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Congress Becomes Madison's "Overbearing Majority"

Unmoored from the American people.

12:00 AM, Apr 15, 2010 • By JEAN KAUFMAN
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Congress has always had its flaws. All too often, the road to the enactment of legislation has been fraught with corruption, stupidity, threats, bribes, and other sordid practices.

Congress Becomes Madison's "Overbearing Majority"

But as bad as that is, what transpired during the passage of health care reform was different and even worse. The process by which this bill was passed didn’t just feature corruption and violate traditional ethics. It revealed a president and a congressional leadership that in concert have shown more callous contempt than any in history for the will of the American people, the safeguards against the tyranny of the majority built into the Constitution, and the parliamentary rules by which Congress operates. And there’s every indication that, if need be, the same will be true of cap and trade, immigration reform, or whatever else Obama, Pelosi, and Reid may deem the next morsel they plan to cram down the recalcitrant throat of the American public.

It is this stench of tyranny on the part of Congress that is very new and very noticeable, even to ordinary Americans who usually don’t pay a particle of attention to the arcane rules of the House and Senate. But they have been paying attention recently—although in his March 17 interview with Brett Baier, Obama glossed over that fact, and disturbingly claimed that he himself does not “worry” about those procedural rules. But as a lawyer not altogether unfamiliar with the Constitution, he must know that it is exactly those rules that are vital and instrumental in guaranteeing our liberties.

Protecting liberty does not, however, appear to be quite what Obama and the present Democratic leaders are after. Perhaps for the first time in our history, members of Congress from the majority party are acting as though they have largely become unmoored from the need to answer to the American people in general and even to their own constituents in particular.

This sort of overreach was always a possibility—and one the framers foresaw, even if they could not predict the exact details under which it would come to pass. In Federalist Paper No. 10, James Madison wrote presciently about “the violence of factions” as follows:

…[M]easures are too often decided, not according to the rules of justice and the rights of the minor party, but by the superior force of an interested and overbearing majority…By a faction, I understand a number of citizens, whether amounting to a majority or a minority of the whole, who are united and actuated by some common impulse of passion, or of interest, adversed to the rights of other citizens, or to the permanent and aggregate interests of the community…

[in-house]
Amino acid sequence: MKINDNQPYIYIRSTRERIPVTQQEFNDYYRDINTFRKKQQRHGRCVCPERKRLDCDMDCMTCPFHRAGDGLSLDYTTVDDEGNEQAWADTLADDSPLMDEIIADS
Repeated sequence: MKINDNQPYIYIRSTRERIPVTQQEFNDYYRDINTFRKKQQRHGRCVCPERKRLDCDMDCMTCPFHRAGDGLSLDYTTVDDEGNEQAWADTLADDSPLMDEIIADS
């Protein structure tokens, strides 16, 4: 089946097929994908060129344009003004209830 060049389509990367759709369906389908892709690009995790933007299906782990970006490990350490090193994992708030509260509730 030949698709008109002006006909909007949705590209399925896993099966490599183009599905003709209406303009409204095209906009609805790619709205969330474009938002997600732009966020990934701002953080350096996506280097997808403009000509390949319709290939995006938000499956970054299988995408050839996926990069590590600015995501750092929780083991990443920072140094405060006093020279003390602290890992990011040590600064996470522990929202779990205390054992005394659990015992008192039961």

But the most common and durable source of factions has been the various and unequal distribution of property. Those who hold and those who are without property have ever formed distinct interests in society…It is in vain to say that enlightened statesmen will be able to adjust these clashing interests, and render them all subservient to the public good. Enlightened statesmen will not always be at the helm…

Men of factious tempers, of local prejudices, or of sinister designs, may, by intrigue, by corruption, or by other means, first obtain the suffrages, and then betray the interests, of the people…

One cannot read that today without experiencing the cold chill of recognition; we have experienced what he describes. Later in the paper, Madison also specifically mentions the desire for “an equal division of property” as something to be on guard against.

But as brilliant as the Founding Fathers were, the system they designed wasn’t and isn’t perfect—as they in their wisdom knew it could not possibly be. It is always especially threatened when there is undivided government; when one party gains huge majorities in both houses, especially when that same party controls the presidency, as it does now. In the past, under such circumstances we have relied on the integrity of our legislators (never a good bet), as well as their desire to retain power and be reelected (a much safer one). That latter motivation—self-interest—has tended to keep the tendency towards tyranny of the “overbearing majority” at least somewhat in check.

But now we have reached a critical point, the signs of which are apparent:

(1) Never before have we seen such a drive to pass a profoundly unpopular bill.

(2) Never before has a bill been passed when it has immediately afterward become clear that the best way for candidates to win an election, or to gain traction in the polls, is to say that they will work tirelessly to repeal that bill.

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